week. Bill Dancy and Maje McDonnell were great, too.

   "At first, I thought they (ex-Phillies) might try to big-time it. That
they'd still want everybody to know that they'd played in the big
leagues and try to make us look bad. They didn't do that, and they
didn't roll over for us, either. They made it fun to be there."

   Once, when Mooney limped off the mound, he felt someone's arm around
his shoulder.

   "The guy said, 'We're not here to hurt ourselves. We're here to have
fun,' " Mooney said. "It was Johnny Callison. That was a thrill. On the
first day, when we tried out for our positions, I started pitching and
Dickie Noles told me, 'Not so hard, big guy.'

   "The first time that I pitched in the morning and afternoon, Tony
Taylor was kidding me. I told him, 'Yeah, me and Don Newcombe.' "

   On the last day of camp, the Dream Weekers battled the former Phillies.
In two at-bats, both against George Culver, Mooney grounded out softly,
then lined a single to center.

   "There's not a drug in the world," he said, "that could have made me
feel that good. It was a nice, solid hit. In school I've been telling
the students, 'I smoked that sucker.' "


COMMENTS ABOUT JOHN . . .

   Hey Ted. To describe John Mooney is to describe the model that every man should be. Mr Mooney is hard-working, dedicated, generous, kind, and a role model for everyone. Over the past 10 years, Mr. Mooney has done nothing short of what can be called remarkable. Mr. Mooney does everything at Monsignor Bonner. He serves as the athletic director, assistant principal for student affairs, and does various tasks in and around the school that he shouldn't even have to do. The school will never be the same without him and he will always be remembered. Mr. Mooney's passion in the classroom, in athletics, and in life in general will never be matched. He taught his students with the greatest enthusiasm and wanted to reach every single one of them in some way. I had Mr. Mooney for English freshman year and although i did not give my all in that class and still regret it to this day, i realize the importance of the things that Mr. Mooney was teaching us, not just about English but about life as well. His passion sports especially baseball will always be well-known. He is the greatest coach in the history of the Philadelphia Catholic League and his legend will live forever. The man is St. James Catholic High School. I would just like to personally thank Mr. Mooney for everything he has done for me during my 3 years at Bonner and for the 10 years of amazing service that he provided for everyone at Bonner.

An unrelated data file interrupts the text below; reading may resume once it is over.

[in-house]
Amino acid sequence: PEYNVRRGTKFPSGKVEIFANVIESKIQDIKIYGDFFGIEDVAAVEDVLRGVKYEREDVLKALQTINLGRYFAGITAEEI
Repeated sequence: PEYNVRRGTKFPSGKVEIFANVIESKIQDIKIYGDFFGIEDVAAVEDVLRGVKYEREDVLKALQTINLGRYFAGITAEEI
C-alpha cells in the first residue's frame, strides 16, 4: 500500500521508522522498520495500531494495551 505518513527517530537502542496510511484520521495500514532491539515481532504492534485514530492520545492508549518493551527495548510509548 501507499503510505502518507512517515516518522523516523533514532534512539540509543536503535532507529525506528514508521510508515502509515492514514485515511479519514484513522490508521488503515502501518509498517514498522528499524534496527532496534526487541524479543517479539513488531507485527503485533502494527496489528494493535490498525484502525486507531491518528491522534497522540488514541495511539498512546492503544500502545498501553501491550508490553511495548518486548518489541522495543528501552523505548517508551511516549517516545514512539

-- John Chandler '05

   We tend to over use the word "gentleman" when describing someone. I like to find another word to describe John Mooney. I had the pleasure of working with John at St. James under Ray Gionta. The man is a tireless worker. I can remember John lining the football field at Chester High after a snow storm for our Thanksgiving Game. He painted the lines blue and white for St. James, black and orange for Chester. I thought that was awesome. John knew what to say to someone in victory and defeat. He always made you feel like you were important. John stories were a joy to listen to. He spoke from the heart when talking about his beloved St. James. John made all us coaches feel like we were "Bulldogs". I am proud and honored to have his acquaintance. Enjoy your retirement, John.
-- Steve Smith, Head Football Coach, Ss. John Neumann/Maria Goretti